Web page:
Mr Miliband's plan for firms who bring in foreign workers to be forced to create apprenticeships was condemned by business leaders when he unveiled it last month.
The British Chambers of Commerce denounced it as an ''apprentice tax'' while the Institute of Directors said it was ''completely removed from reality''.
Shadow home secretary Yvette Cooper insisted that Labour's plans, which also include trebling the maximum fine for employing illegal workers to £30,000, were in contrast to the Government's "gimmicks" such as text messages and "offensive" advertising vans.
She said: "The Government is failing to address the exploitation of low-skilled immigration in the labour market. Nor do they have any serious strategy for tackling illegal immigration.
"That's why we are setting out sensible and practical policies, instead of the Tory-led Government approach of resorting to ineffective and offensive ad vans, gimmicks or incorrect text messages to people who have lived here for 30 years."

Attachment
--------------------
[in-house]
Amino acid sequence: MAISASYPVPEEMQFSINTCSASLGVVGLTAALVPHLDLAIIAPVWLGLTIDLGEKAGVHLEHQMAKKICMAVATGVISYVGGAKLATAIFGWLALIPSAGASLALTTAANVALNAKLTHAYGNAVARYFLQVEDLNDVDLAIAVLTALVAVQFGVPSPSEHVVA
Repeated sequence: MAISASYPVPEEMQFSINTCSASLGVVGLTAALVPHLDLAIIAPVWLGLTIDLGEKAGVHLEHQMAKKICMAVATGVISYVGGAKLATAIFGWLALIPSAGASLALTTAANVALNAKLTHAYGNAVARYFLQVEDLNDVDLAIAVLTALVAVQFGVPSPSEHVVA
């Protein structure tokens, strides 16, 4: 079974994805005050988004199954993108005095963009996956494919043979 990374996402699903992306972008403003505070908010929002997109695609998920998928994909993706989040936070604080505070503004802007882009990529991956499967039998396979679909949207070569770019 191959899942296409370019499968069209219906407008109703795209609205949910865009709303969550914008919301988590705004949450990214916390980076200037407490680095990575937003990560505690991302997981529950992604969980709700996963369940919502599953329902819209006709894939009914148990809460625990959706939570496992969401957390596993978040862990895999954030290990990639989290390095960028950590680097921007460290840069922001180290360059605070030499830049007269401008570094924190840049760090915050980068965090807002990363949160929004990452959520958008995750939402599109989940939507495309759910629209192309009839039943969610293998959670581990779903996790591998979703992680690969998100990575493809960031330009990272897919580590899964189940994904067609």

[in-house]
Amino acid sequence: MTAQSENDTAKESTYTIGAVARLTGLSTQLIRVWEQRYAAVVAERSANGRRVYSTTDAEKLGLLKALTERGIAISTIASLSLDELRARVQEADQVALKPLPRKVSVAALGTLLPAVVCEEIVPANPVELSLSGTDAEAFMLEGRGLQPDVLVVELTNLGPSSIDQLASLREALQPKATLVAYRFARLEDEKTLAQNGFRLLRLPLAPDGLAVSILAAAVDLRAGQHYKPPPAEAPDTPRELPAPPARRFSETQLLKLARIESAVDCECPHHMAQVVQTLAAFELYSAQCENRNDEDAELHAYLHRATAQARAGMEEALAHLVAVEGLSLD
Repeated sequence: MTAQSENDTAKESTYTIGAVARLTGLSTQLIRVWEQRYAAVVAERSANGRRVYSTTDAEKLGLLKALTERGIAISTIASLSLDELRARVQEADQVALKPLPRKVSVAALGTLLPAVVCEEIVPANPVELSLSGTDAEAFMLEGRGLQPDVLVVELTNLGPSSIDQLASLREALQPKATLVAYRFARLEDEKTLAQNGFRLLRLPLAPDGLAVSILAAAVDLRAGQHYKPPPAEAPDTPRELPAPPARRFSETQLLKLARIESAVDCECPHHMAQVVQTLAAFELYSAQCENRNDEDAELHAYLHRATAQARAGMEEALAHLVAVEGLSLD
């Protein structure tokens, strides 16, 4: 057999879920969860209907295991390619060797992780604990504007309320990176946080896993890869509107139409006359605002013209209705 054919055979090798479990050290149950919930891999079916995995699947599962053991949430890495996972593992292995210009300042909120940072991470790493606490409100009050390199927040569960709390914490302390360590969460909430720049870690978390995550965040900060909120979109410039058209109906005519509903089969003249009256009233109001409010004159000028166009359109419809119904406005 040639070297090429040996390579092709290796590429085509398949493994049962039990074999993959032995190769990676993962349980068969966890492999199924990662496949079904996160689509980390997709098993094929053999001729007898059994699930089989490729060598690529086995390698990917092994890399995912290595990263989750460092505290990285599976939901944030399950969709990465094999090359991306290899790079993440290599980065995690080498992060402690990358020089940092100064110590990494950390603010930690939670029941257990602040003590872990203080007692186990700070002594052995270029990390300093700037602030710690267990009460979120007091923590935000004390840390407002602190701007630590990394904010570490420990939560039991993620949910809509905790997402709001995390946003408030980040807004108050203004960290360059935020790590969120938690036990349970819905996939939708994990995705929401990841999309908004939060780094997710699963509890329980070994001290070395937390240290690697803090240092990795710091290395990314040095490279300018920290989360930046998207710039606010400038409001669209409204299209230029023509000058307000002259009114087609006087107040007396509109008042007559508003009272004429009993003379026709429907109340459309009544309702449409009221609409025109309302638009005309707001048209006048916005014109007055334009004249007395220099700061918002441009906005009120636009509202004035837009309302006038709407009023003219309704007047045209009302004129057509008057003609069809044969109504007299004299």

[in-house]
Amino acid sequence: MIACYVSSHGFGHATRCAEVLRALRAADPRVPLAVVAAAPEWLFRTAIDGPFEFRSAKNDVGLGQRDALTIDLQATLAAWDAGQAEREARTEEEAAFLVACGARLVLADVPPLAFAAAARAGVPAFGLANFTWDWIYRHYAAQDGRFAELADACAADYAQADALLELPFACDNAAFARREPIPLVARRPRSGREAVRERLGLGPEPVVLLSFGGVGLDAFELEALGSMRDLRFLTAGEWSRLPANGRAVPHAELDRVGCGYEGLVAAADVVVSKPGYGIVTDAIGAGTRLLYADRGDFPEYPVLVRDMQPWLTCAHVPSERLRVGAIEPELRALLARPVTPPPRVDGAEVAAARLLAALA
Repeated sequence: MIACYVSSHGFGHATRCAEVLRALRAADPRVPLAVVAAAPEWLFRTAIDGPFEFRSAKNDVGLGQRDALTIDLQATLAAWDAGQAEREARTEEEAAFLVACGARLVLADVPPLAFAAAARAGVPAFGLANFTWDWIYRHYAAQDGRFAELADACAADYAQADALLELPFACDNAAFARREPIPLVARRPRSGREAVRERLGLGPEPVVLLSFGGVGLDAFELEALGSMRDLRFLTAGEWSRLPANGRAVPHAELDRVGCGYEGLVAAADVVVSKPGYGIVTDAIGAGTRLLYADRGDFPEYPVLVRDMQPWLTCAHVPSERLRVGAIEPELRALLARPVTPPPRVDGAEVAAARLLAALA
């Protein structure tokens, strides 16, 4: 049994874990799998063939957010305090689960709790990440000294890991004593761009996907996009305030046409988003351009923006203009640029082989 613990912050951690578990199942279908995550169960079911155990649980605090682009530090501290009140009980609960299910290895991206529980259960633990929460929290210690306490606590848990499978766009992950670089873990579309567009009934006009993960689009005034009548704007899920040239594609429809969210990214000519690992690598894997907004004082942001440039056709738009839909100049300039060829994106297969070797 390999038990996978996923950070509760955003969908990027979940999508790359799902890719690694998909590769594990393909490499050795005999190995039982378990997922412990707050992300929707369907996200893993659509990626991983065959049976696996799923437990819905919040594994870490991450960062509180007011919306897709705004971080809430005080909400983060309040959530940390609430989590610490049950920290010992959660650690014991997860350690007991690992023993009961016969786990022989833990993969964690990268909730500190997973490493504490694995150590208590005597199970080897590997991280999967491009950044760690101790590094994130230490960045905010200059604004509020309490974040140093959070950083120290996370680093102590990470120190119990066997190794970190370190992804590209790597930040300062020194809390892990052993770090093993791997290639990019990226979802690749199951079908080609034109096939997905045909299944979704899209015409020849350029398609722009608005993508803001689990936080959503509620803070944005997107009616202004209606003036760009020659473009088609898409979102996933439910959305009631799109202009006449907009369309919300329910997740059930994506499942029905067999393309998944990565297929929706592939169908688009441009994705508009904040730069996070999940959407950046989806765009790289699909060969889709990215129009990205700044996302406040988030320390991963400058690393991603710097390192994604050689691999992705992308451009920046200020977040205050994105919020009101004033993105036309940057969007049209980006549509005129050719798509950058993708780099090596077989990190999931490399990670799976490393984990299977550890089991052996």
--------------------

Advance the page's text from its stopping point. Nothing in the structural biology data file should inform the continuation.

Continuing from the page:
Ms Cooper branded the "go home" vans a divisive gimmick and a complete failure that was beneath Mrs May and "ought to be beneath this Government".
She asked the Home Secretary to confirm remarks from Immigration Minister Mark Harper that only one person had left as a result of the vans but both Mrs May and Mr Harper appeared to deny this in the Commons.
Mr Harper could be seen mouthing "I never said that" when asked to confirm that only one person had called the hotline advertised on the ad vans - only after seeing a picture of them in the Guardian - while Mrs May shook her head.
Ms Cooper told the Commons: "This has not just been a blunt instrument, it has been a complete failure. Will you admit this has been a pointless gimmick from the start?
"The Immigration Minister (Mark Harper) said last week they could be rolled out around the country, instead she's strung him out and decided today it's a blunt instrument and she won't do it again.